After careful reading and analysis of relaxation exercises, techniques and recommendations I practiced them strictly following the described patterns.
During my practice, I came across some difficulties and contradictions connected with doing these exercises, which should be outlined in this essay. The first recommendation for performing relaxation exercises was ‘breathe in and out gently and rhythmically using your diaphragm’, which proved to be not so very easy (523).
It was difficult to normalize breathing and make it rhythmical; however, it is not connected with the breathing problems but rather with the indeterminate character of the technique. The definition – ‘to breathe with your diaphragm’ is rather problematic and not properly explicated. Notwithstanding these difficulties, the initial phase of relaxation was made and I felt ready for total ‘relaxation of each part of my body’ (523).
However, this next step proved to be even more difficult than the previous. One of the primary recommendations was to concentrate attention on different parts of your body in order to control their relaxation. However, neither the scope of this concentration nor the techniques necessary for training it were described. Consider the fact, that this is particularly important because not so definite and easy.
Concentrating attention on relaxing my fingers, toes, hands, and wrists I found out that sometimes my concentration results in contrary effects leading to tension in my muscles and the whole body. The easiest for me was to relax my jaw and spine. In total it took me some time to relax the whole body, which is stipulated in point 11 (524).
The process of ‘coming out from relaxation’ proved to be a little easier for me and I really felt energized and full of positive emotions (524).
The process of ‘coming out from relaxation’ was uneven. Although it was comparatively easy to derelax my arms, fingers, toes, and legs, it was difficult to derelax my spine, pelvis, and jaw. One of the primary reasons for this was too deep relaxation, which was an interesting and useful experience. The process of ‘bringing breath’ to difficult parts of my body, proved to be the most completely elaborated technique of these recommendations for relaxation. Each step of this stage was carefully and in detail outlined, however, required learning recommendations by heart. At this phase of relaxation exercises, I really felt ‘the entire body now washed by a gentle wave of breath from the soles of the feet and the tips of fingers, all the way to the crown of the head” (524).
The sensations of the body followed immediately after the relaxation. One of the most positive examples of this technique is strengthening breathing at the final stages of the exercise. It turned to be true that ‘as the breath becomes stronger’, the sensations of the body significantly increase.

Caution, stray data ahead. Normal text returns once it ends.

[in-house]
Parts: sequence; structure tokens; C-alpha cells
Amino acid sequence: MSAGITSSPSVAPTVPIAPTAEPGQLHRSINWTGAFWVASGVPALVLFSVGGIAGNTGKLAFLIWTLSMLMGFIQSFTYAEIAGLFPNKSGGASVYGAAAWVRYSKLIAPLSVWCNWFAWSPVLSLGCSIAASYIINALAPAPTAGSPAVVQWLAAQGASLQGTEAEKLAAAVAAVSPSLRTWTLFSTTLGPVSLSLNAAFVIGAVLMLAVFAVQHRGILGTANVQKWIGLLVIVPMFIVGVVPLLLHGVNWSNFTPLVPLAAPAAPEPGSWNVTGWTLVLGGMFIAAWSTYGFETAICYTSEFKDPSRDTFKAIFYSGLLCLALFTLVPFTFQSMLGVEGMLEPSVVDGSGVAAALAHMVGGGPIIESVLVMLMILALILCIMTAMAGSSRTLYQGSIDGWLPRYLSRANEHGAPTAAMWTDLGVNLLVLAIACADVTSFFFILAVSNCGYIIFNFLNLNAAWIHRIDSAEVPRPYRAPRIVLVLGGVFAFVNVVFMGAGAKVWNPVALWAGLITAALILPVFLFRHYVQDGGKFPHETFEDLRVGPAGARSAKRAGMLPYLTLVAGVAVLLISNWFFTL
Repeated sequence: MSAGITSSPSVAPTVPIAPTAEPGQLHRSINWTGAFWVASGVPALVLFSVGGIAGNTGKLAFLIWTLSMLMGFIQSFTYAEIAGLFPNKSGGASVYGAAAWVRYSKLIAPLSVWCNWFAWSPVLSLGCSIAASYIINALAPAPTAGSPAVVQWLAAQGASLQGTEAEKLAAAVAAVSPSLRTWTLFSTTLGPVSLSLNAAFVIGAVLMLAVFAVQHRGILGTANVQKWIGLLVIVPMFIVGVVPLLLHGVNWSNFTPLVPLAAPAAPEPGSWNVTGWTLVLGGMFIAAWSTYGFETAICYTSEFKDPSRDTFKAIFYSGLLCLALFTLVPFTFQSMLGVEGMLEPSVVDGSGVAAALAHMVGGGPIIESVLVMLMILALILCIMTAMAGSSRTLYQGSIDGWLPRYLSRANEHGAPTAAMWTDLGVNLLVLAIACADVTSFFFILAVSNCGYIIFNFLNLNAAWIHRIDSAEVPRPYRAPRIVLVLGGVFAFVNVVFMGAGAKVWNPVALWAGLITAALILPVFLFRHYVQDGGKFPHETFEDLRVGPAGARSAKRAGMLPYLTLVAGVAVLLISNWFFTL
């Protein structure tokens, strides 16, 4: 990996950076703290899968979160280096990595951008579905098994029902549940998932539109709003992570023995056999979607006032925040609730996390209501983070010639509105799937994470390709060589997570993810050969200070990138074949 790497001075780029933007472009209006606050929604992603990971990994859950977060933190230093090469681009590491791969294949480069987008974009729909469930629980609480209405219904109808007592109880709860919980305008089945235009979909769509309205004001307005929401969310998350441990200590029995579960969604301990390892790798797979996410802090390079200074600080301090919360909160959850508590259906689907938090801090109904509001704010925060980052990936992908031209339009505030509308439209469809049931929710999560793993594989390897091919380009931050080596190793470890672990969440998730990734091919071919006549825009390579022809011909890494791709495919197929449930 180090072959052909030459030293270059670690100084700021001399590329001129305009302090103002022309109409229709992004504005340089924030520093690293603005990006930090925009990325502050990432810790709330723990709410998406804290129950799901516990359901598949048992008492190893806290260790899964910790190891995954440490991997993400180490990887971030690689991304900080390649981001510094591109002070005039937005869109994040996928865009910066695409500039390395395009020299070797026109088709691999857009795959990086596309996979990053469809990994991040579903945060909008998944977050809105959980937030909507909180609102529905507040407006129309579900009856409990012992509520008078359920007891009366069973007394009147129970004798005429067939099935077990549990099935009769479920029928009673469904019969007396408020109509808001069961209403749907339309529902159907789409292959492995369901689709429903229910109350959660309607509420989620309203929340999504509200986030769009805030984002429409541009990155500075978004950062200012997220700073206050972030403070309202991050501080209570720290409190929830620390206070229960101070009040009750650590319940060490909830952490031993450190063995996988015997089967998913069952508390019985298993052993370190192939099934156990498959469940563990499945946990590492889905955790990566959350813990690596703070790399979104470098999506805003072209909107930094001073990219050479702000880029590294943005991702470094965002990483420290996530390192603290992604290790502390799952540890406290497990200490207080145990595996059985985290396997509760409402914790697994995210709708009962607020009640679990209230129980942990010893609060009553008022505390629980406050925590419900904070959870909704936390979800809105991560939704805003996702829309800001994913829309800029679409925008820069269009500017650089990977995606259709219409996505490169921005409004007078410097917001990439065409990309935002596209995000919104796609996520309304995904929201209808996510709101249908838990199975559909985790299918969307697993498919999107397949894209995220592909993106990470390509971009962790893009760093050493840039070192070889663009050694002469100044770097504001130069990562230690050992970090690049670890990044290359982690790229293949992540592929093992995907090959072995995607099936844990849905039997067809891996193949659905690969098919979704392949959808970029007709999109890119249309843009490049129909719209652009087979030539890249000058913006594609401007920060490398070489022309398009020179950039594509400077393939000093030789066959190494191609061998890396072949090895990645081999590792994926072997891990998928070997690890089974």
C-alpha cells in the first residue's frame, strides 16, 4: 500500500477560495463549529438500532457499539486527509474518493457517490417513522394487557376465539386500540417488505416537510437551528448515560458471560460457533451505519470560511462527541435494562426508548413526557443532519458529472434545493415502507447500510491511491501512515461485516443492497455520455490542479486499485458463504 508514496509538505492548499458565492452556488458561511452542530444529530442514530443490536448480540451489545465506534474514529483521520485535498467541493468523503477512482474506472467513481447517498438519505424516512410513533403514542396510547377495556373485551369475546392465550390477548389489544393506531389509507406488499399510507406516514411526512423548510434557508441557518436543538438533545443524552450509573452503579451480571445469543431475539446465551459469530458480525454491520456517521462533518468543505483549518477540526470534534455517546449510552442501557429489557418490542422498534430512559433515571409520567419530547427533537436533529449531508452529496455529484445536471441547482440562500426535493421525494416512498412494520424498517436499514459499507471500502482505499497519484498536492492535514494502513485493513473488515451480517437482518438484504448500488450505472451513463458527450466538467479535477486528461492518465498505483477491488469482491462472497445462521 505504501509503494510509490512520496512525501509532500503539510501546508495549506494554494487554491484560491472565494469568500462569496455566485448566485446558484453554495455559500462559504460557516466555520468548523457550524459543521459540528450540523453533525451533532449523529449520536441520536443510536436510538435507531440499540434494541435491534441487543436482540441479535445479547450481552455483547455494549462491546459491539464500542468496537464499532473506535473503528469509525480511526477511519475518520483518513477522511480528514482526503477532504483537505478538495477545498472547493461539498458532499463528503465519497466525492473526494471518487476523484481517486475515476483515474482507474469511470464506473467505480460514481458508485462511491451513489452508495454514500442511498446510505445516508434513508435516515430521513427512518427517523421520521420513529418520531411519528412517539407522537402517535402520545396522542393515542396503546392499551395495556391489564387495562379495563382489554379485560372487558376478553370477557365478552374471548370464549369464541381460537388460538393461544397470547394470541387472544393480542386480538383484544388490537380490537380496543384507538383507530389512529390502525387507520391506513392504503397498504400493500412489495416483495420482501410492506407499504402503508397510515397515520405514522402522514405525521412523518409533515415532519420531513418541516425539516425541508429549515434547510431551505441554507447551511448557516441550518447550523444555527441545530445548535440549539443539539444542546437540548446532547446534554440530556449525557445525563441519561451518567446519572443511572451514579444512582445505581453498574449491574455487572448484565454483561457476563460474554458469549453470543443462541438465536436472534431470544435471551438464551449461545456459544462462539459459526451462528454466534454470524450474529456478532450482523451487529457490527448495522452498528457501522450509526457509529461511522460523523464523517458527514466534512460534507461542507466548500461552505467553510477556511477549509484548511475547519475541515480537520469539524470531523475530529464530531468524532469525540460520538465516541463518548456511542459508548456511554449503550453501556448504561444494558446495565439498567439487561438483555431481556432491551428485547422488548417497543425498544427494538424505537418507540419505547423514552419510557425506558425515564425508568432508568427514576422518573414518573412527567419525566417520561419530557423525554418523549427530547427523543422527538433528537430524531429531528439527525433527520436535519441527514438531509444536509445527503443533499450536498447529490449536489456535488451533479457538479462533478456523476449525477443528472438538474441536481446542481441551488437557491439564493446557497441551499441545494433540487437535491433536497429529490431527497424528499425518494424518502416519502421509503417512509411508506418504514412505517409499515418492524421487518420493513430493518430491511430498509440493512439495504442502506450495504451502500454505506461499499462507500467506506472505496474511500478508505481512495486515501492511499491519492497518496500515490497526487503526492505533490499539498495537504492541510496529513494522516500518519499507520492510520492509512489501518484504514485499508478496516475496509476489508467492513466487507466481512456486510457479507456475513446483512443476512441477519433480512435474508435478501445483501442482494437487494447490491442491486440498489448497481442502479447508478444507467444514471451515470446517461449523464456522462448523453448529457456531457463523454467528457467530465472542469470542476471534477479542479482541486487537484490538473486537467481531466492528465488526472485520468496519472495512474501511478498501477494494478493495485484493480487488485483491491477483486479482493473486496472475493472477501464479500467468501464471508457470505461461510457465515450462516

Moving different parts of your body after increasing breath also was very effective in terms of energizing effects for the body. It should be pointed, however, that the recommendation to return to seated position over the next minute was not so well-grounded. Our experience shows that quick returning to balance is not effective in terms of achieving full and enduring, relaxation which depends upon several interconnected factors: the control of relaxation, concentration, and following strict patterns.
After full de relaxation, I stayed lying approximately for minutes which helped me achieve even more positive results.
To sum it up, the above-analyzed recommendations are well-grounded and help achieve necessary relaxation. However, they contain some minor and major contradictions which are evident during practical exercises. However, they may be corrected and even individually customized which depends on your personal experience during relaxation. But the majority of patterns and techniques which are scientifically grounded and tested should not be neglected to avoid negative consequences for your practices.
Besides this, it should be mentioned that some cautions should be applied to the clients in the context of relaxation exercises. First of all, all techniques should be consulted and approved by competent physicians based on the health conditions of a patient. Relaxation procedures often contain the risk of so-called RIA – relaxation-induced anxiety, which results from quick physical changes in the nervous system and causes psychological alarm. However, this effect is not damaging for our organism.
It should be also remembered that relaxation exercising reinforce the effects of medication your use and you should pay particular attention to this fact, consulting your doctor on the possibility of taking medicaments before and after relaxation exercises.
To summarize my relaxation experience, I think it was positive notwithstanding some minor difficulties, which may be attributed also to miscomprehension and practical incoherence.
Cormier, S & Nurius, P (2002) Interviewing and change strategies for helpers. Pacific Grove, Ca.: Brooks/Cole Publishing Co.